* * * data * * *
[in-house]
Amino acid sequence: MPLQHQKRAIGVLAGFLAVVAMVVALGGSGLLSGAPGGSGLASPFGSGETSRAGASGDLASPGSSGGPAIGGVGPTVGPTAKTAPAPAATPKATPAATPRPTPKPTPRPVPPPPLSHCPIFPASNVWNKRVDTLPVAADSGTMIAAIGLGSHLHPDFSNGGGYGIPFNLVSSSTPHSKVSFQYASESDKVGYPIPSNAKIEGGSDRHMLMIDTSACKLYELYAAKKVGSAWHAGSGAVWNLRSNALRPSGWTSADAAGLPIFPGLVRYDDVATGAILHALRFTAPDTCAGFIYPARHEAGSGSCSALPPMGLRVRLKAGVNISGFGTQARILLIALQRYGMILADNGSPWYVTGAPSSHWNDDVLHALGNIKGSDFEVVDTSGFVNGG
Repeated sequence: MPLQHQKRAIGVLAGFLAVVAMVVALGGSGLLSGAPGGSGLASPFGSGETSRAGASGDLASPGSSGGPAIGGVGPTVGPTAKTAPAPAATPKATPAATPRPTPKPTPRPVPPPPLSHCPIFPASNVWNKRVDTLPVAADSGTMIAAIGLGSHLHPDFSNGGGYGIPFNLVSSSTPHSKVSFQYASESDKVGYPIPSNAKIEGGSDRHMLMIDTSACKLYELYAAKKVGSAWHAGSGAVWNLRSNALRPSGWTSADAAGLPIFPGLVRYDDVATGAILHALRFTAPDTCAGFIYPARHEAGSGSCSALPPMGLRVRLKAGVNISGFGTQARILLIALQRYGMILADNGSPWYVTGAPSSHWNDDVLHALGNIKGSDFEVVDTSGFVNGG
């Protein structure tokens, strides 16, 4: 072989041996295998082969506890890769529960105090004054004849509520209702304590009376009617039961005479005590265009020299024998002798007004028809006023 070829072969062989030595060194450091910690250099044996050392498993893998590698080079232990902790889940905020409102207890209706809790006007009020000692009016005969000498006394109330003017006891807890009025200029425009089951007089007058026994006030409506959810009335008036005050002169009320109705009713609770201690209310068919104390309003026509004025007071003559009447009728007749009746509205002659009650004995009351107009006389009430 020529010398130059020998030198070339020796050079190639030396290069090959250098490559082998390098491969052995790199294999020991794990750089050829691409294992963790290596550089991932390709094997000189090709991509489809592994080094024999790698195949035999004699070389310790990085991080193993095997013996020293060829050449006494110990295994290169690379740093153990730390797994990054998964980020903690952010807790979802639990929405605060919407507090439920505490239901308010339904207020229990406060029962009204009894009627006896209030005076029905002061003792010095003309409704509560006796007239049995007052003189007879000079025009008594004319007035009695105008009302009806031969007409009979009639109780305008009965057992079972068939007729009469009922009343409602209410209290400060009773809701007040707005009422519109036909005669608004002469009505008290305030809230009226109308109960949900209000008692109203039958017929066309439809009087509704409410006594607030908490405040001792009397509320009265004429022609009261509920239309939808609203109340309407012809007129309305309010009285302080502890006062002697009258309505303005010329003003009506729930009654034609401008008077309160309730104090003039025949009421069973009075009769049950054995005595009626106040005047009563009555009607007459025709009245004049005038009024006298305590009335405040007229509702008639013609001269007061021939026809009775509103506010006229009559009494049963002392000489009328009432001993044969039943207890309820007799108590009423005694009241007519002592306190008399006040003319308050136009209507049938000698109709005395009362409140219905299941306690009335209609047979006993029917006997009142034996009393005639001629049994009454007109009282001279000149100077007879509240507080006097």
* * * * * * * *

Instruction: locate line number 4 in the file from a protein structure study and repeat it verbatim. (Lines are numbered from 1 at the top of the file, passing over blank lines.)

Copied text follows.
């Protein structure tokens, strides 16, 4: 072989041996295998082969506890890769529960105090004054004849509520209702304590009376009617039961005479005590265009020299024998002798007004028809006023 070829072969062989030595060194450091910690250099044996050392498993893998590698080079232990902790889940905020409102207890209706809790006007009020000692009016005969000498006394109330003017006891807890009025200029425009089951007089007058026994006030409506959810009335008036005050002169009320109705009713609770201690209310068919104390309003026509004025007071003559009447009728007749009746509205002659009650004995009351107009006389009430 020529010398130059020998030198070339020796050079190639030396290069090959250098490559082998390098491969052995790199294999020991794990750089050829691409294992963790290596550089991932390709094997000189090709991509489809592994080094024999790698195949035999004699070389310790990085991080193993095997013996020293060829050449006494110990295994290169690379740093153990730390797994990054998964980020903690952010807790979802639990929405605060919407507090439920505490239901308010339904207020229990406060029962009204009894009627006896209030005076029905002061003792010095003309409704509560006796007239049995007052003189007879000079025009008594004319007035009695105008009302009806031969007409009979009639109780305008009965057992079972068939007729009469009922009343409602209410209290400060009773809701007040707005009422519109036909005669608004002469009505008290305030809230009226109308109960949900209000008692109203039958017929066309439809009087509704409410006594607030908490405040001792009397509320009265004429022609009261509920239309939808609203109340309407012809007129309305309010009285302080502890006062002697009258309505303005010329003003009506729930009654034609401008008077309160309730104090003039025949009421069973009075009769049950054995005595009626106040005047009563009555009607007459025709009245004049005038009024006298305590009335405040007229509702008639013609001269007061021939026809009775509103506010006229009559009494049963002392000489009328009432001993044969039943207890309820007799108590009423005694009241007519002592306190008399006040003319308050136009209507049938000698109709005395009362409140219905299941306690009335209609047979006993029917006997009142034996009393005639001629049994009454007109009282001279000149100077007879509240507080006097």